Orange Honeydew Melon
Oval-to-round and a delicious cross between a cantaloupe and a honeydew, the very fleshy juicy orangish-yellow pulp of the orange honeydew melon is encased in a hard very yellow matching rind.
The Sharlyn melon has a cracked skin with tan and yellow-orange coloring. Superficially resembling an elongated Cantaloupe, the Sharlyn does not possess the sweet unctuous flavor of Cantaloupes, rather a more restrained balance of sweetness
Coco Shelling Beans
Inventory, lb : 0
This item was last sold on : 10/12/12
|2 PEAS IN A POD|
Coco Shelling beans are available mid summer to early fall.
Coco Shelling beans are members of the Phaseolus vulgaris genus, the most widely cultivated genre of beans in the world. Coco Shelling beans are a Black Turtle bean variety. Other Black Turtle bean varieties include Domino, Nighthawk and Black Magic. Fresh Coco Shelling beans are actually harvested at the immature stage of the bean's life, a brief stage in the plant's life in which the whole pod can be eaten. The dry mature seeds can be used as food for humans and the entire bean plant used as fodder for animals.
Coco Shelling beans are encased in slender green to golden pods, each pod holds anywhere from one to six beans. The beans develop in the shell until they are plump enough to frame the shell's skin. Coco Shelling beans are connected to the pod by a tiny fragment of flesh that creates the "eye" in each bean, once removed. The beans are ovate and slightly curved, glossy and near jet black with an ivory eye at the bean's center. Though they are very lean, starchy and slightly grassy when just ripe, when cooked the beans establish a swollen, dense and meaty consistency and a nutty sweet essence. With the rapid ripening process, the cottony flesh of the shell will eventually lose water and harden as it matures and the beans will loosen readily. Dry Coco Shelling beans continue to shrink and harden as they age.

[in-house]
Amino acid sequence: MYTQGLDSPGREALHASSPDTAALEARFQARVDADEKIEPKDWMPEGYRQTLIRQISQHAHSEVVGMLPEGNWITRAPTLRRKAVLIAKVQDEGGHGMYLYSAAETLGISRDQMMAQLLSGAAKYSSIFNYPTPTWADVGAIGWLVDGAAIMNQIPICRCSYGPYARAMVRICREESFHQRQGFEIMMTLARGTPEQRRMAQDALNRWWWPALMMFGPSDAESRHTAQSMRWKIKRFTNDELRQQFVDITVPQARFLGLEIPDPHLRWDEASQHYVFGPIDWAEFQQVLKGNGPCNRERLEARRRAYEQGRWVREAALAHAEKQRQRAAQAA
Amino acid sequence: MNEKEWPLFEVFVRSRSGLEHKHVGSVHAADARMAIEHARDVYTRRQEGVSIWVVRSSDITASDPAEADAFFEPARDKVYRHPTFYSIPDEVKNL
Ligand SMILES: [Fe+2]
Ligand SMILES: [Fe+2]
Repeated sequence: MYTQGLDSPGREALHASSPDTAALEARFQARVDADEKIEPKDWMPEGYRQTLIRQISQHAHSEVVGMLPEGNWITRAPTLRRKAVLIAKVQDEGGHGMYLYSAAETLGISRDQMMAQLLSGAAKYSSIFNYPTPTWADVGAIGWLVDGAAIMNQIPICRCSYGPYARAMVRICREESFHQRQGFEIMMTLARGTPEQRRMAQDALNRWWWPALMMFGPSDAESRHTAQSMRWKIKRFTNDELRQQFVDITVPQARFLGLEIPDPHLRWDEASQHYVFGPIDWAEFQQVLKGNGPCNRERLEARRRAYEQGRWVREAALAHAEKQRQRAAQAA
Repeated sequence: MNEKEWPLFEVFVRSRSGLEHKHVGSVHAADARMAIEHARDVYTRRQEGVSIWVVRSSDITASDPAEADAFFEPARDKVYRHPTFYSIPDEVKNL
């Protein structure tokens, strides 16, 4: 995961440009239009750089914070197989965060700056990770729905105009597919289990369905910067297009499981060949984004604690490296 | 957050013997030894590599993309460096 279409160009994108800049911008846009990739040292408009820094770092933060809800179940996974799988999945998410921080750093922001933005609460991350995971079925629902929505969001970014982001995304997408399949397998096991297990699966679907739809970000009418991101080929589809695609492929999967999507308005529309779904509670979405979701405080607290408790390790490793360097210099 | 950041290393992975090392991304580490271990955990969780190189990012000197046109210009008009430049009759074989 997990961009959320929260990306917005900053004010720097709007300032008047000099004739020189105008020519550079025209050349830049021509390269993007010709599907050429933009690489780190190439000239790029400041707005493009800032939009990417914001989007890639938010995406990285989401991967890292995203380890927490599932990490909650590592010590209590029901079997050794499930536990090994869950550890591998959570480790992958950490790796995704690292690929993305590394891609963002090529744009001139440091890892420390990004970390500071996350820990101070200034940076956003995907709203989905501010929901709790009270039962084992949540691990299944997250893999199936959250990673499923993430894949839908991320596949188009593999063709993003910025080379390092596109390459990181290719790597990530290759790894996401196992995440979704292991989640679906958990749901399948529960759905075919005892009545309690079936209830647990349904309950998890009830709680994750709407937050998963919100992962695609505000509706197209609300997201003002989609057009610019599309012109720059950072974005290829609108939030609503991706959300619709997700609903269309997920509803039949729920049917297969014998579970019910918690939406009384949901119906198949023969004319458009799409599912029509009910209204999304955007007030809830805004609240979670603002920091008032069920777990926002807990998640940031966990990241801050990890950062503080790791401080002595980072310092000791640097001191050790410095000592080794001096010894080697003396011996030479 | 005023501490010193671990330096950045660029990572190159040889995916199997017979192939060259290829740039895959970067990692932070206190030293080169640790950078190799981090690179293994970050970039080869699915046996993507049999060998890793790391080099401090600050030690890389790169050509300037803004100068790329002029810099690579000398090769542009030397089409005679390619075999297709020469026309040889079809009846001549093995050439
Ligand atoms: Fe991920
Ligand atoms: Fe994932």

Coco Shelling beans are a choice soup bean. If simmered in a clay or iron pot, fresh Coco Shelling beans need nothing more than water and mirepoix to bring out their best flavors. They can be cooked vegetarian style (ie: no ham hocks, chicken stock, etc) as the earthenware method provides a seasoned vessel. Also, Coco Shelling beans are an heirloom variety so chances are they come from a shorter supply chain (probably found at the farmers market directly from the grower), meaning the beans are likely to be a lot fresher than dried beans (pulses) that you find at larger supermarkets. Cooking times will be far briefer and no soaking is required when fresh. Complimentary pairings include corn, chiles, tomatoes, chicken, cumin. garlic, oregano, pork, cooked eggs, cream, cilantro, curry, melting and fresh cheeses, vinegar, roasted fish and olive oil.It is also common to keep the boiled water of these beans (which acquires a black coloring) and consume it as a soup with other ingredients.
Archeological remains verify that shelling beans are of New World origins, native to Peru and the Tehuacan Valley. Black Turtle beans originated in southern Mexico and Central America over 7,000 years ago. Coco Shelling beans are an heirloom variety from France. They grow as a bush bean (versus a pole bean type) which makes them a bit more difficult to harvest. A key harvesting point to note is that pods will begin to point downward and bush beans mature uniformly. At this point of maturity they can be picked for fresh eating. Once 90% of the plant's leaves fall from the plant, all the beans can be harvested at once for a dried bean crop. Dried beans can be saved as seeds for the following season and as the Coco Shelling beans is self-pollinating, the seeds will produce true to the variety.
Recipes that include Coco Shelling Beans. One is easiest, three is harder.
|Cowgirl Chef||Coco Beans|
|San Diego Foodstuff||Three-Bean Summer Salad with Warm Beef Bacon Vinaigrette|